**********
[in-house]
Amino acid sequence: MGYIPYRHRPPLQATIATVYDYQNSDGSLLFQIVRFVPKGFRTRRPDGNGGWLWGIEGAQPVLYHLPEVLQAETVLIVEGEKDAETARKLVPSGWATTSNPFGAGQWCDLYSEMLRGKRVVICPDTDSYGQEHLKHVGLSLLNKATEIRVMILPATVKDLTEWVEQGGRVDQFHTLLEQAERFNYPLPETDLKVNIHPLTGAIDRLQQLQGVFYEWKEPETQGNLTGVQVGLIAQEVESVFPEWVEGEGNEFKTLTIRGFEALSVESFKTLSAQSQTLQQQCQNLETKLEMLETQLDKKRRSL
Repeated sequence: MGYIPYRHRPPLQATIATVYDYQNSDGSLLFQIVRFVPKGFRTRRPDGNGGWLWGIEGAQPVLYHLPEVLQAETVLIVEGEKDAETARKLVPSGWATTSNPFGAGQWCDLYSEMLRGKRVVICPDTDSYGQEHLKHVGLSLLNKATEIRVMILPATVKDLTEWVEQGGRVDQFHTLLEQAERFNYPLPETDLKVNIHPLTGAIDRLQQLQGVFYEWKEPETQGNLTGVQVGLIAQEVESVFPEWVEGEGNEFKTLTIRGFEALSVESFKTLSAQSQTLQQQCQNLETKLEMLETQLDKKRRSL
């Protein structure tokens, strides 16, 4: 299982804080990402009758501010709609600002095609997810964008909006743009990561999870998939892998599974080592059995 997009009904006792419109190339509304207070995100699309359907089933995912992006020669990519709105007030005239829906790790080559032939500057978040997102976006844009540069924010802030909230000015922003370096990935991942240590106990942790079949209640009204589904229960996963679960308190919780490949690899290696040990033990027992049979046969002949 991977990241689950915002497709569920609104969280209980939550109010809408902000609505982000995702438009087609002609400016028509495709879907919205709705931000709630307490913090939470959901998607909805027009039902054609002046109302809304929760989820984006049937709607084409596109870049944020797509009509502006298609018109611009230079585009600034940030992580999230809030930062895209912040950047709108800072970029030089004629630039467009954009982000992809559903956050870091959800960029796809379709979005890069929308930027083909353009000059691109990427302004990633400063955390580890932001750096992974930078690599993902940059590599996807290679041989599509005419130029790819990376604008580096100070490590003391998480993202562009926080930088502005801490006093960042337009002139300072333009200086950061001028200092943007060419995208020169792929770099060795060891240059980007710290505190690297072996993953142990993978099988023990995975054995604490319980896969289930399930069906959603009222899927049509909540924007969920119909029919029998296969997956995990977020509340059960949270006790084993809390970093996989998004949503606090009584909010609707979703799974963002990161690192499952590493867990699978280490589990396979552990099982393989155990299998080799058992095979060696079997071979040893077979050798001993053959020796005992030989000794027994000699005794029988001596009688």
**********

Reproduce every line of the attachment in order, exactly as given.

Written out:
[in-house]
Amino acid sequence: MGYIPYRHRPPLQATIATVYDYQNSDGSLLFQIVRFVPKGFRTRRPDGNGGWLWGIEGAQPVLYHLPEVLQAETVLIVEGEKDAETARKLVPSGWATTSNPFGAGQWCDLYSEMLRGKRVVICPDTDSYGQEHLKHVGLSLLNKATEIRVMILPATVKDLTEWVEQGGRVDQFHTLLEQAERFNYPLPETDLKVNIHPLTGAIDRLQQLQGVFYEWKEPETQGNLTGVQVGLIAQEVESVFPEWVEGEGNEFKTLTIRGFEALSVESFKTLSAQSQTLQQQCQNLETKLEMLETQLDKKRRSL
Repeated sequence: MGYIPYRHRPPLQATIATVYDYQNSDGSLLFQIVRFVPKGFRTRRPDGNGGWLWGIEGAQPVLYHLPEVLQAETVLIVEGEKDAETARKLVPSGWATTSNPFGAGQWCDLYSEMLRGKRVVICPDTDSYGQEHLKHVGLSLLNKATEIRVMILPATVKDLTEWVEQGGRVDQFHTLLEQAERFNYPLPETDLKVNIHPLTGAIDRLQQLQGVFYEWKEPETQGNLTGVQVGLIAQEVESVFPEWVEGEGNEFKTLTIRGFEALSVESFKTLSAQSQTLQQQCQNLETKLEMLETQLDKKRRSL
């Protein structure tokens, strides 16, 4: 299982804080990402009758501010709609600002095609997810964008909006743009990561999870998939892998599974080592059995 997009009904006792419109190339509304207070995100699309359907089933995912992006020669990519709105007030005239829906790790080559032939500057978040997102976006844009540069924010802030909230000015922003370096990935991942240590106990942790079949209640009204589904229960996963679960308190919780490949690899290696040990033990027992049979046969002949 991977990241689950915002497709569920609104969280209980939550109010809408902000609505982000995702438009087609002609400016028509495709879907919205709705931000709630307490913090939470959901998607909805027009039902054609002046109302809304929760989820984006049937709607084409596109870049944020797509009509502006298609018109611009230079585009600034940030992580999230809030930062895209912040950047709108800072970029030089004629630039467009954009982000992809559903956050870091959800960029796809379709979005890069929308930027083909353009000059691109990427302004990633400063955390580890932001750096992974930078690599993902940059590599996807290679041989599509005419130029790819990376604008580096100070490590003391998480993202562009926080930088502005801490006093960042337009002139300072333009200086950061001028200092943007060419995208020169792929770099060795060891240059980007710290505190690297072996993953142990993978099988023990995975054995604490319980896969289930399930069906959603009222899927049509909540924007969920119909029919029998296969997956995990977020509340059960949270006790084993809390970093996989998004949503606090009584909010609707979703799974963002990161690192499952590493867990699978280490589990396979552990099982393989155990299998080799058992095979060696079997071979040893077979050798001993053959020796005992030989000794027994000699005794029988001596009688």